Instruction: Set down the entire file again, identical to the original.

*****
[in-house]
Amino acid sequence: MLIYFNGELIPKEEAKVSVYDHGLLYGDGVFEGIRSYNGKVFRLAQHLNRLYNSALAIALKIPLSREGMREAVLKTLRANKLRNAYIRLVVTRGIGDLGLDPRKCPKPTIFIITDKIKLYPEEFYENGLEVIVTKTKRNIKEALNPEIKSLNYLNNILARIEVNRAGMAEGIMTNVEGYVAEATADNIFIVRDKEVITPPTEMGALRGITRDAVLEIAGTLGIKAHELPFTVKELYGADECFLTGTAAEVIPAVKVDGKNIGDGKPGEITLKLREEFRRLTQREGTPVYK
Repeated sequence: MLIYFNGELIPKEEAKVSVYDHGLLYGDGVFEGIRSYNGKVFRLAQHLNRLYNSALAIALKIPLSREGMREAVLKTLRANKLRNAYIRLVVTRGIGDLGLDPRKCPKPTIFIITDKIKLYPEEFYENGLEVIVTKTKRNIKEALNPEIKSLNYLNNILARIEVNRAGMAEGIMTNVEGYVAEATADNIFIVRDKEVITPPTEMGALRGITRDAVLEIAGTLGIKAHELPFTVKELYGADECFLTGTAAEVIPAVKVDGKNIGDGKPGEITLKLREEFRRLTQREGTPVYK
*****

[in-house]
Amino acid sequence: MLIYFNGELIPKEEAKVSVYDHGLLYGDGVFEGIRSYNGKVFRLAQHLNRLYNSALAIALKIPLSREGMREAVLKTLRANKLRNAYIRLVVTRGIGDLGLDPRKCPKPTIFIITDKIKLYPEEFYENGLEVIVTKTKRNIKEALNPEIKSLNYLNNILARIEVNRAGMAEGIMTNVEGYVAEATADNIFIVRDKEVITPPTEMGALRGITRDAVLEIAGTLGIKAHELPFTVKELYGADECFLTGTAAEVIPAVKVDGKNIGDGKPGEITLKLREEFRRLTQREGTPVYK
Repeated sequence: MLIYFNGELIPKEEAKVSVYDHGLLYGDGVFEGIRSYNGKVFRLAQHLNRLYNSALAIALKIPLSREGMREAVLKTLRANKLRNAYIRLVVTRGIGDLGLDPRKCPKPTIFIITDKIKLYPEEFYENGLEVIVTKTKRNIKEALNPEIKSLNYLNNILARIEVNRAGMAEGIMTNVEGYVAEATADNIFIVRDKEVITPPTEMGALRGITRDAVLEIAGTLGIKAHELPFTVKELYGADECFLTGTAAEVIPAVKVDGKNIGDGKPGEITLKLREEFRRLTQREGTPVYK